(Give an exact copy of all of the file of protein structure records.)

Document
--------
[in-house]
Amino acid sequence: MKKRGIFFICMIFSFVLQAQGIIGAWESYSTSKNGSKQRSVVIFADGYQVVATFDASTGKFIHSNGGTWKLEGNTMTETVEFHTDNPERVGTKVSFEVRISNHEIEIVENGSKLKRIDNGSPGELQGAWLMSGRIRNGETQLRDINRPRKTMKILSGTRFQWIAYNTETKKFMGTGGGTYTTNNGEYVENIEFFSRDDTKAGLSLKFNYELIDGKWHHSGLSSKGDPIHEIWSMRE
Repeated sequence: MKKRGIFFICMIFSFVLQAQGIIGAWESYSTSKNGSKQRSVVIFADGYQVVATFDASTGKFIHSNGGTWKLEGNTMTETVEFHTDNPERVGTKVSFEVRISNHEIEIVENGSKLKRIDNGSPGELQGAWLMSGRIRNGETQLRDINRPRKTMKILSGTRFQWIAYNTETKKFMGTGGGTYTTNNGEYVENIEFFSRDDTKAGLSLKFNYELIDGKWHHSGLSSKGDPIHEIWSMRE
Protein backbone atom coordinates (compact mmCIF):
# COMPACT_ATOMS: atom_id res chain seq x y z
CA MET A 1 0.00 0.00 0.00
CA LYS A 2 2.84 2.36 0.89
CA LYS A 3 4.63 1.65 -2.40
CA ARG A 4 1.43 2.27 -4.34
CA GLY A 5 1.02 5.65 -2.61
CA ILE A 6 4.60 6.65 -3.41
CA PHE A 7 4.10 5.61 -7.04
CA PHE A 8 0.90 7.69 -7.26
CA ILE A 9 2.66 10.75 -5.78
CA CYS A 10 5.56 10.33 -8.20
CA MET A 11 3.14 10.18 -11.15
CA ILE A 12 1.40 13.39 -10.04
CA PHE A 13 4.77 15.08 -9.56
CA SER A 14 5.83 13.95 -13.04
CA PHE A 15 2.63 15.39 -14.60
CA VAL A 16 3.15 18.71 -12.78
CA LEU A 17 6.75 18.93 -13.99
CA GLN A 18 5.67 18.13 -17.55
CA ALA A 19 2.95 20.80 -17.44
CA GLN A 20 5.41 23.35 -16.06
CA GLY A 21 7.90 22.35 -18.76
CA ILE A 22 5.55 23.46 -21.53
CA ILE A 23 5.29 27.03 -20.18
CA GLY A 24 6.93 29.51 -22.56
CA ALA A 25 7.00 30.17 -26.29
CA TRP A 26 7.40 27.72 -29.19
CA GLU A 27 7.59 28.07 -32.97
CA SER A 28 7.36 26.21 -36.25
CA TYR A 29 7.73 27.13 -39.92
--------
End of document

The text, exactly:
[in-house]
Amino acid sequence: MKKRGIFFICMIFSFVLQAQGIIGAWESYSTSKNGSKQRSVVIFADGYQVVATFDASTGKFIHSNGGTWKLEGNTMTETVEFHTDNPERVGTKVSFEVRISNHEIEIVENGSKLKRIDNGSPGELQGAWLMSGRIRNGETQLRDINRPRKTMKILSGTRFQWIAYNTETKKFMGTGGGTYTTNNGEYVENIEFFSRDDTKAGLSLKFNYELIDGKWHHSGLSSKGDPIHEIWSMRE
Repeated sequence: MKKRGIFFICMIFSFVLQAQGIIGAWESYSTSKNGSKQRSVVIFADGYQVVATFDASTGKFIHSNGGTWKLEGNTMTETVEFHTDNPERVGTKVSFEVRISNHEIEIVENGSKLKRIDNGSPGELQGAWLMSGRIRNGETQLRDINRPRKTMKILSGTRFQWIAYNTETKKFMGTGGGTYTTNNGEYVENIEFFSRDDTKAGLSLKFNYELIDGKWHHSGLSSKGDPIHEIWSMRE
Protein backbone atom coordinates (compact mmCIF):
# COMPACT_ATOMS: atom_id res chain seq x y z
CA MET A 1 0.00 0.00 0.00
CA LYS A 2 2.84 2.36 0.89
CA LYS A 3 4.63 1.65 -2.40
CA ARG A 4 1.43 2.27 -4.34
CA GLY A 5 1.02 5.65 -2.61
CA ILE A 6 4.60 6.65 -3.41
CA PHE A 7 4.10 5.61 -7.04
CA PHE A 8 0.90 7.69 -7.26
CA ILE A 9 2.66 10.75 -5.78
CA CYS A 10 5.56 10.33 -8.20
CA MET A 11 3.14 10.18 -11.15
CA ILE A 12 1.40 13.39 -10.04
CA PHE A 13 4.77 15.08 -9.56
CA SER A 14 5.83 13.95 -13.04
CA PHE A 15 2.63 15.39 -14.60
CA VAL A 16 3.15 18.71 -12.78
CA LEU A 17 6.75 18.93 -13.99
CA GLN A 18 5.67 18.13 -17.55
CA ALA A 19 2.95 20.80 -17.44
CA GLN A 20 5.41 23.35 -16.06
CA GLY A 21 7.90 22.35 -18.76
CA ILE A 22 5.55 23.46 -21.53
CA ILE A 23 5.29 27.03 -20.18
CA GLY A 24 6.93 29.51 -22.56
CA ALA A 25 7.00 30.17 -26.29
CA TRP A 26 7.40 27.72 -29.19
CA GLU A 27 7.59 28.07 -32.97
CA SER A 28 7.36 26.21 -36.25
CA TYR A 29 7.73 27.13 -39.92